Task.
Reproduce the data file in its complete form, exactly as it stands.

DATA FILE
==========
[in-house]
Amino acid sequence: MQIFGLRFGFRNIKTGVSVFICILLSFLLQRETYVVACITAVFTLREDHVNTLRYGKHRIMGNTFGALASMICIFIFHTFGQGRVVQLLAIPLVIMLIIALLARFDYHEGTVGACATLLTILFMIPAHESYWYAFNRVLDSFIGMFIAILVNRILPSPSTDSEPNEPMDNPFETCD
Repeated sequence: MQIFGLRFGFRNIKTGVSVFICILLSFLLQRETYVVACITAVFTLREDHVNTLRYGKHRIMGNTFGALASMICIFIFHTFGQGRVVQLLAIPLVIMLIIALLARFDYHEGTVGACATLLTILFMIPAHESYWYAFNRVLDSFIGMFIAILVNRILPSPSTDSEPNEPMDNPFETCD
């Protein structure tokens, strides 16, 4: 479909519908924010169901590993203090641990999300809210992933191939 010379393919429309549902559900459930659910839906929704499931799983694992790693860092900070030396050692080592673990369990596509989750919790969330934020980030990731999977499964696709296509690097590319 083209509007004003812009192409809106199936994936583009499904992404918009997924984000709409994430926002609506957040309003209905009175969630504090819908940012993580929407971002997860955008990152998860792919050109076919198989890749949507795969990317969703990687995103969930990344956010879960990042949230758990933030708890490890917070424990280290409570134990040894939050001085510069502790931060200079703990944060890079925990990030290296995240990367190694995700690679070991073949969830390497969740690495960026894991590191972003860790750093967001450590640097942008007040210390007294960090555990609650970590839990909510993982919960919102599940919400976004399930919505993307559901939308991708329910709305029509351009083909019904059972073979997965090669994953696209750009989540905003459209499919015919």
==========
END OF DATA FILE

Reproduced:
[in-house]
Amino acid sequence: MQIFGLRFGFRNIKTGVSVFICILLSFLLQRETYVVACITAVFTLREDHVNTLRYGKHRIMGNTFGALASMICIFIFHTFGQGRVVQLLAIPLVIMLIIALLARFDYHEGTVGACATLLTILFMIPAHESYWYAFNRVLDSFIGMFIAILVNRILPSPSTDSEPNEPMDNPFETCD
Repeated sequence: MQIFGLRFGFRNIKTGVSVFICILLSFLLQRETYVVACITAVFTLREDHVNTLRYGKHRIMGNTFGALASMICIFIFHTFGQGRVVQLLAIPLVIMLIIALLARFDYHEGTVGACATLLTILFMIPAHESYWYAFNRVLDSFIGMFIAILVNRILPSPSTDSEPNEPMDNPFETCD
């Protein structure tokens, strides 16, 4: 479909519908924010169901590993203090641990999300809210992933191939 010379393919429309549902559900459930659910839906929704499931799983694992790693860092900070030396050692080592673990369990596509989750919790969330934020980030990731999977499964696709296509690097590319 083209509007004003812009192409809106199936994936583009499904992404918009997924984000709409994430926002609506957040309003209905009175969630504090819908940012993580929407971002997860955008990152998860792919050109076919198989890749949507795969990317969703990687995103969930990344956010879960990042949230758990933030708890490890917070424990280290409570134990040894939050001085510069502790931060200079703990944060890079925990990030290296995240990367190694995700690679070991073949969830390497969740690495960026894991590191972003860790750093967001450590640097942008007040210390007294960090555990609650970590839990909510993982919960919102599940919400976004399930919505993307559901939308991708329910709305029509351009083909019904059972073979997965090669994953696209750009989540905003459209499919015919």